The 1970s could be characterised as a decade when feminists (though we didn’t, to begin with, call ourselves that) crept into just about every institution you can think of, with the express intention of turning it inside out. The labor party, it should be said, wasn’t exempt from this.
At the time I was a single mother, a low-ranked journalist in the Australian information Service, though I was soon to be promoted to head a newly created unit in the Department of the Prime Minister and Cabinet. This was the Women’s Affairs Section, the bureaucratic back-up, if you like, for Gough Whitlam’s women’s adviser Elizabeth Reid - the first such adviser in the world. Reid was a ministerial officer, but my appointment represented the feminist entry into the bureaucracy itself – a much more powerful institution than it is now after the aggrandisement of the Prime Minister’s Office under Howard and Rudd, and Abbott today. Not to mention the cuts to the public service.
Elizabeth Reid was full of insight and vision. She understood that lifting women’s status in a society like ours required more than legislative reform and specific government services, necessary though these were. But she believed above all that what was required was a radical change in attitude, within society and inside women ourselves. There have been stupendous changes since then, no doubt, but looking back from the privileged position of hindsight we can see how essential that objective still is. it is not enough to have women in positions of influence or power, even a woman prime minister, if the bedrock of sexism remains.
I was still in Prime Minister’s in 1975 when the government changed as a result of the coup. It was an agonising decision to stay, but the choice was clear. Those were the days when the Westminster tradition stood for something, and I was a public servant, not a ministerial officer. To leave would mean abandoning the women’s reforms to a certain demise, to stay gave us at least a chance to work for their preservation, not to mention continuing our consciousness-raising.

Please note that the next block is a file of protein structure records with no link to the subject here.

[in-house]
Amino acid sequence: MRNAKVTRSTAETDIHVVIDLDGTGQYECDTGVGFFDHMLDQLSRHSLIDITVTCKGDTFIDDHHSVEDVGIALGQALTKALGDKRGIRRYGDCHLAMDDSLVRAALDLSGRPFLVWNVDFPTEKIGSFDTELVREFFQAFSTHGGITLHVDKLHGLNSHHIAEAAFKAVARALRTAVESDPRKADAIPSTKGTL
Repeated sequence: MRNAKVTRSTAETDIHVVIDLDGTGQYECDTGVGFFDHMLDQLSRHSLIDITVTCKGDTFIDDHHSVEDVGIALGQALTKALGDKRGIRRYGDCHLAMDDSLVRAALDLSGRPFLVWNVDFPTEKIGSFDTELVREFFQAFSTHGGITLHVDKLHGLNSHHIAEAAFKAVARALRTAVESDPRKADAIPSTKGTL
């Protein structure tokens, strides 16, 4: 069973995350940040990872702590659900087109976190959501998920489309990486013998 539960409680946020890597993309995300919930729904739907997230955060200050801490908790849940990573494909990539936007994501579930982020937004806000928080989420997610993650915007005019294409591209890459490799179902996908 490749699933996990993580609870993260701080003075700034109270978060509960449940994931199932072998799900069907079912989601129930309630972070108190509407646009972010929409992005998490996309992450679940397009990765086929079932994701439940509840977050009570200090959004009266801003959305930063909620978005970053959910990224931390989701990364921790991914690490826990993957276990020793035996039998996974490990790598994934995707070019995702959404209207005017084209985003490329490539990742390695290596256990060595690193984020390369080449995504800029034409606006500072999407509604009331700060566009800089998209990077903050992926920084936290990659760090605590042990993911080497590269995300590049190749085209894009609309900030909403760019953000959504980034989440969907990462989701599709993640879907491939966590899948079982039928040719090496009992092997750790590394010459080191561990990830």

As it turned out, Malcolm Fraser was more supportive than any of us could have believed. He overturned a previous government decision that devolved oversight of refuges to the states. He straightened out a problem that saw the bulk of the $75 million childcare appropriation going to pre-schools instead of childcare. In 1977 the appropriation for refuges was actually doubled. Most significantly, from 1975 to 1977, he kept the women’s portfolio.
With the return of Labor in 1983, the position of femocrats was for a time secure, even boosted. Labor’s policy was to return the Office, now of the Status of Women, to PM’s as a full division. Nonetheless, the function became inevitably more bureaucratised. Also, on the Labor’s program were the two very important pieces of legislation: the Sex Discrimination Act, so long in coming, and, two years later, the Affirmative Action Act. those of you who were around then may remember the heated parliamentary debates around both of these.
So, what are we feminists to do? I’ve suggested that what Australia’s parliament needs is a women’s caucus. Our political culture as it stands makes this difficult if not impossible, but if enough of us put our heads to it, it could come about. Men find it easy to pick off individual women, but my own experience has shown that there’s nothing more powerful – and threatening – than women in groups. In other words, what may be required is more solidarity among us, rather than the proper way to dress. Or, god help us, ‘leaning in’.
In closing, I would suggest that nobody is better primed to change this than you are, the women attending this conference. The women sitting in the audience here tonight. We not only need to get women in positions of power, but we need to return to examining what that power is about, and to developing long-term strategies for gaining a more just society. We need to convince other women as well. That may be, in the last analysis, even more important than forever trying to convince a bunch of men.
We women represent slightly over half the population and there’s more strength in that number than we realise or have been prepared perhaps to act on.